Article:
Functional Annotation of Obesity-related Human Genome through Systemat…

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  • 2017-01-06


[2016 Fall Life Sciences & IBB Regular Seminar]
                    ▶Subject: Functional Annotation of Obesity-related Human Genome through Systematic Mouse Phenotyping
                    ▶Speaker: Prof. Je Kyung Sung
                    (Laboratory of Developmental Biology and Genomics, College of Veterinary Medicine, Interdisciplinary Program for Bioinformatics and Program for Cancer Biology, SNU)

                    ▶Date: 4:30PM/Oct. 21(Fri.)/2016
                    ▶Place: Room 401, Chemistry Bldg.
                    Mouse models are crucial for the functional annotation of human genome. Gene modification techniques including gene targeting and gene trap in mouse have provided powerful tools in the form of genetically engineered mice (GEM) for understanding the molecular pathogenesis of human diseases. Several international consortium and programs are under way to deliver mutations in every gene in mouse genome. The information from studying these GEM can be shared through international collaboration. However, there are many limitations in utility because not all human genes are knocked out in mouse and they are not yet phenotypically characterized by standardized ways which is required for sharing and evaluating data from GEM. The recent improvement in mouse genetics has now moved the bottleneck in mouse functional genomics from the production of GEM to the systematic mouse phenotype analysis of GEM. Enhanced, reproducible and comprehensive mouse phenotype analysis has thus emerged as a prerequisite for effectively engaging the phenotyping bottleneck. In adipose tissue, agonists of the β3-adrenergic receptor (ADRB3) regulate lipolysis, lipid oxidation, and thermogenesis. The deficiency in the thermogenesis induced by neuroblast differentiation-associated protein AHNAK in white adipose tissue (WAT) of mice fed a high-fat diet suggests that AHNAK may stimulate energy expenditure via development of beige fat. Here, we report that AHNAK deficiency promoted browning and thermogenic gene expression in WAT but not in brown adipose tissue of mice stimulated with the ADRB3 agonist CL-316243. Consistent with the increased thermogenesis, Ahnak(-/-) mice exhibited an increase in energy expenditure, accompanied by elevated mitochondrial biogenesis in WAT depots in response to CL-316243. Additionally, AHNAK-deficient WAT contained more eosinophils and higher levels of type 2 cytokines (IL-4/IL-13) to promote browning of WAT in response to CL-316243. This was associated with enhanced sympathetic tone in the WAT via upregulation of adrb3 and tyrosine hydroxylase (TH) in response to β-adrenergic activation. CL-316243 activated PKA signalling and enhanced lipolysis, as evidenced by increased phosphorylation of hormone-sensitive lipase and release of free glycerol in Ahnak(-/-) mice compared to wild-type mice. Overall, these findings suggest an important role of AHNAK in the regulation of thermogenesis and lipolysis in WAT via β-adrenergic signalling.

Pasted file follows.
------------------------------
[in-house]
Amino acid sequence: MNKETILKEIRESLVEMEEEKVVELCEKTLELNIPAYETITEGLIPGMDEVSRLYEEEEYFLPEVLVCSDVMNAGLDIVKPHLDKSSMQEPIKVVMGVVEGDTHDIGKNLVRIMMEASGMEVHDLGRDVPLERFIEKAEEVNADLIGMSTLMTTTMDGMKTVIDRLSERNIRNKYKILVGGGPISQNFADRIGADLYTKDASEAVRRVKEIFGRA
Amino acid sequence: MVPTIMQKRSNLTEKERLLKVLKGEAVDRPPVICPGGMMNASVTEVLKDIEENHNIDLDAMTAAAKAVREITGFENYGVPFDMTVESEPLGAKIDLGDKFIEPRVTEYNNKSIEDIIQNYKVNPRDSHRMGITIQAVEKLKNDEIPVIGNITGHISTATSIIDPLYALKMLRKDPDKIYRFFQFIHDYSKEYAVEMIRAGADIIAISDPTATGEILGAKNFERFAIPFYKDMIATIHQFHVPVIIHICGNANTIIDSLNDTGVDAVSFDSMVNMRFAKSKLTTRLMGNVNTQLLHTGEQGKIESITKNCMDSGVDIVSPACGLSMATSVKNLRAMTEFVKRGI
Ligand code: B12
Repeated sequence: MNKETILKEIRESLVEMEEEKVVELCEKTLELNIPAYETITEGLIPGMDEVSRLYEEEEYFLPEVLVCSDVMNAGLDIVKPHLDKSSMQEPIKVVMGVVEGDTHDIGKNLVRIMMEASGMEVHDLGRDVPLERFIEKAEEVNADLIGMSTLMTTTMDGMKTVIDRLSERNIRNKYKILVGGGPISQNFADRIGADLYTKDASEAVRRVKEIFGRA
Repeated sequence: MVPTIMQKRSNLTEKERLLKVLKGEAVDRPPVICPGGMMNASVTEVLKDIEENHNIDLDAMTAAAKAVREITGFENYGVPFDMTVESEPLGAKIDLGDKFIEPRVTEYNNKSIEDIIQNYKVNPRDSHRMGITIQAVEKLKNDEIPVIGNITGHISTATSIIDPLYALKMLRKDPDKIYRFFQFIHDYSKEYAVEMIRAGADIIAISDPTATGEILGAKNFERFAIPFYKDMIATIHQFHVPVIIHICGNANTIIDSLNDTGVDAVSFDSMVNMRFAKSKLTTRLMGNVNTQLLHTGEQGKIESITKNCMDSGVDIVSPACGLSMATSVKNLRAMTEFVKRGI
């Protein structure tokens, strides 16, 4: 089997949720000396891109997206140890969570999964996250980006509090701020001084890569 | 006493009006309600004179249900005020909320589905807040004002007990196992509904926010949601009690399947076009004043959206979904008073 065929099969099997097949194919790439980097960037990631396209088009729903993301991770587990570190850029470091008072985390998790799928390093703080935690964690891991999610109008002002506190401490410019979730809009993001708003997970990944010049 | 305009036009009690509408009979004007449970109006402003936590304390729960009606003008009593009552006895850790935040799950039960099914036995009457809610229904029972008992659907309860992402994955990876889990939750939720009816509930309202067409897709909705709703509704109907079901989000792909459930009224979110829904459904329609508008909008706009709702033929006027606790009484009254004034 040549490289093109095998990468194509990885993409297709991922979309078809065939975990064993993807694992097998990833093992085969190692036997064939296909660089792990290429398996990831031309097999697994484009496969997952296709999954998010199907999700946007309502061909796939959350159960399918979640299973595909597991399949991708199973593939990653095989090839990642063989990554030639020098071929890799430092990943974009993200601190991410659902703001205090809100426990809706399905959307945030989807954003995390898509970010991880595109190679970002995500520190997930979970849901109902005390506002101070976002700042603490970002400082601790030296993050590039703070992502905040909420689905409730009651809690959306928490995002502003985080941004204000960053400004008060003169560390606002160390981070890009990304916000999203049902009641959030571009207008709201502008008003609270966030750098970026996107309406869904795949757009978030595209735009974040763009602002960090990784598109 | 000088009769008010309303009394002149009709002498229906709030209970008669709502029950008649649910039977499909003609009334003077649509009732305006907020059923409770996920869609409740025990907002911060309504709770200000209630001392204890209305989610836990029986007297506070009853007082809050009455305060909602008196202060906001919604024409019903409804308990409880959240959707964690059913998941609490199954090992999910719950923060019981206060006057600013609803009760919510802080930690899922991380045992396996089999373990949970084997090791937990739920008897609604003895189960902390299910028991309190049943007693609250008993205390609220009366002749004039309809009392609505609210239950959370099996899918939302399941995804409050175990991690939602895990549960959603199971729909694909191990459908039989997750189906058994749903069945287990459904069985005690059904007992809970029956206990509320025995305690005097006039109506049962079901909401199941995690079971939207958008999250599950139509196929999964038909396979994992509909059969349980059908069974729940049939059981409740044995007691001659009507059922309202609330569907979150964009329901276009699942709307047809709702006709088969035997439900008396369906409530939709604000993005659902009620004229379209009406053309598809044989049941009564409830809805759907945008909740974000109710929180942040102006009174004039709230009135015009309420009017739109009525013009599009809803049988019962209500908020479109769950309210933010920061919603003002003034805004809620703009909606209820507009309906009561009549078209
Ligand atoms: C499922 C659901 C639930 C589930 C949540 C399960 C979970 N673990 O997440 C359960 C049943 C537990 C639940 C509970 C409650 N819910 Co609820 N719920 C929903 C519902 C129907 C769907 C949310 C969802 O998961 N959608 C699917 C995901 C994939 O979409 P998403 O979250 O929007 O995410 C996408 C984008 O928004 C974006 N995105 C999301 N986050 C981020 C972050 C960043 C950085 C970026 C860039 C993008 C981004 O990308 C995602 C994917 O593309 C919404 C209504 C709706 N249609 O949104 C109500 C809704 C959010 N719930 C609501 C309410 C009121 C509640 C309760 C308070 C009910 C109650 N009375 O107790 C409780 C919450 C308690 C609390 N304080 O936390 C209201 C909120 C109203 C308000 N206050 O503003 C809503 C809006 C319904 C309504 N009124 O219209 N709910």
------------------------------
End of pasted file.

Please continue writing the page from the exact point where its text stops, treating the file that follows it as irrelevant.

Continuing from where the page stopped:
▶Inquiry: Prof. Sin-Hyeog Im (T. 279-2351)
                      * This seminar will be given in English.
                  please refrain from taking photos during seminars. *